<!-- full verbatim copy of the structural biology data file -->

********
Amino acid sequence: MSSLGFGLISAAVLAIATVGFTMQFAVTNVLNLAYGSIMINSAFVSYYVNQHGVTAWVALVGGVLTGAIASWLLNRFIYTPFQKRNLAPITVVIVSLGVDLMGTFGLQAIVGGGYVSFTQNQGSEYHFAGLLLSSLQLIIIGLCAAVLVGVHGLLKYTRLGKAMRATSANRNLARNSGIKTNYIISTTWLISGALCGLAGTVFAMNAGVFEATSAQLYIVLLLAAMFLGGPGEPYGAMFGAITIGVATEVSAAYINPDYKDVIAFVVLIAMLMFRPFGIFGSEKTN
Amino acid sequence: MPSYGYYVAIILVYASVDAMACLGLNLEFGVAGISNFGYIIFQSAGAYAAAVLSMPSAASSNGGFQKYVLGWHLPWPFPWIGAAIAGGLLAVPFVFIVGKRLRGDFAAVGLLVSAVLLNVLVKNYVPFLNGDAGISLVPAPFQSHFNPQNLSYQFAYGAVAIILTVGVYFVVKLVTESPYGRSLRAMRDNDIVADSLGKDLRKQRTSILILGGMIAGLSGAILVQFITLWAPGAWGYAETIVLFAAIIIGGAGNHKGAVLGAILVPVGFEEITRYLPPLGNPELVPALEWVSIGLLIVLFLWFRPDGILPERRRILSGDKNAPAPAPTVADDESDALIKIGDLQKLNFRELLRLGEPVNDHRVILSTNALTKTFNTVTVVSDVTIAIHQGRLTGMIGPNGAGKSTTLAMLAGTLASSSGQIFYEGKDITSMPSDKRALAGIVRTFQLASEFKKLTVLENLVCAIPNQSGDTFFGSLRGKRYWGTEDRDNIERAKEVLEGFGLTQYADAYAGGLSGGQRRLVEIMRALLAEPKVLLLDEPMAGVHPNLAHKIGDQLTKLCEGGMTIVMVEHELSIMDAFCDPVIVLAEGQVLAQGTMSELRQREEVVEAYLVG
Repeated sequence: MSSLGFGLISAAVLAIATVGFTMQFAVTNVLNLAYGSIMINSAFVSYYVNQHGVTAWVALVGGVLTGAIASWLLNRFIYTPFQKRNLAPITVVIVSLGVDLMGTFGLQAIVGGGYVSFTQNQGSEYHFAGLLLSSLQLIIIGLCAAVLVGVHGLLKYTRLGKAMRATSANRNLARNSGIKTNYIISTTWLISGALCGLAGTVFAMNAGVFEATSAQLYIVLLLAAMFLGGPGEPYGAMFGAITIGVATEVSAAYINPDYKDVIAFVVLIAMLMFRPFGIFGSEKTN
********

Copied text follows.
Amino acid sequence: MSSLGFGLISAAVLAIATVGFTMQFAVTNVLNLAYGSIMINSAFVSYYVNQHGVTAWVALVGGVLTGAIASWLLNRFIYTPFQKRNLAPITVVIVSLGVDLMGTFGLQAIVGGGYVSFTQNQGSEYHFAGLLLSSLQLIIIGLCAAVLVGVHGLLKYTRLGKAMRATSANRNLARNSGIKTNYIISTTWLISGALCGLAGTVFAMNAGVFEATSAQLYIVLLLAAMFLGGPGEPYGAMFGAITIGVATEVSAAYINPDYKDVIAFVVLIAMLMFRPFGIFGSEKTN
Amino acid sequence: MPSYGYYVAIILVYASVDAMACLGLNLEFGVAGISNFGYIIFQSAGAYAAAVLSMPSAASSNGGFQKYVLGWHLPWPFPWIGAAIAGGLLAVPFVFIVGKRLRGDFAAVGLLVSAVLLNVLVKNYVPFLNGDAGISLVPAPFQSHFNPQNLSYQFAYGAVAIILTVGVYFVVKLVTESPYGRSLRAMRDNDIVADSLGKDLRKQRTSILILGGMIAGLSGAILVQFITLWAPGAWGYAETIVLFAAIIIGGAGNHKGAVLGAILVPVGFEEITRYLPPLGNPELVPALEWVSIGLLIVLFLWFRPDGILPERRRILSGDKNAPAPAPTVADDESDALIKIGDLQKLNFRELLRLGEPVNDHRVILSTNALTKTFNTVTVVSDVTIAIHQGRLTGMIGPNGAGKSTTLAMLAGTLASSSGQIFYEGKDITSMPSDKRALAGIVRTFQLASEFKKLTVLENLVCAIPNQSGDTFFGSLRGKRYWGTEDRDNIERAKEVLEGFGLTQYADAYAGGLSGGQRRLVEIMRALLAEPKVLLLDEPMAGVHPNLAHKIGDQLTKLCEGGMTIVMVEHELSIMDAFCDPVIVLAEGQVLAQGTMSELRQREEVVEAYLVG
Repeated sequence: MSSLGFGLISAAVLAIATVGFTMQFAVTNVLNLAYGSIMINSAFVSYYVNQHGVTAWVALVGGVLTGAIASWLLNRFIYTPFQKRNLAPITVVIVSLGVDLMGTFGLQAIVGGGYVSFTQNQGSEYHFAGLLLSSLQLIIIGLCAAVLVGVHGLLKYTRLGKAMRATSANRNLARNSGIKTNYIISTTWLISGALCGLAGTVFAMNAGVFEATSAQLYIVLLLAAMFLGGPGEPYGAMFGAITIGVATEVSAAYINPDYKDVIAFVVLIAMLMFRPFGIFGSEKTN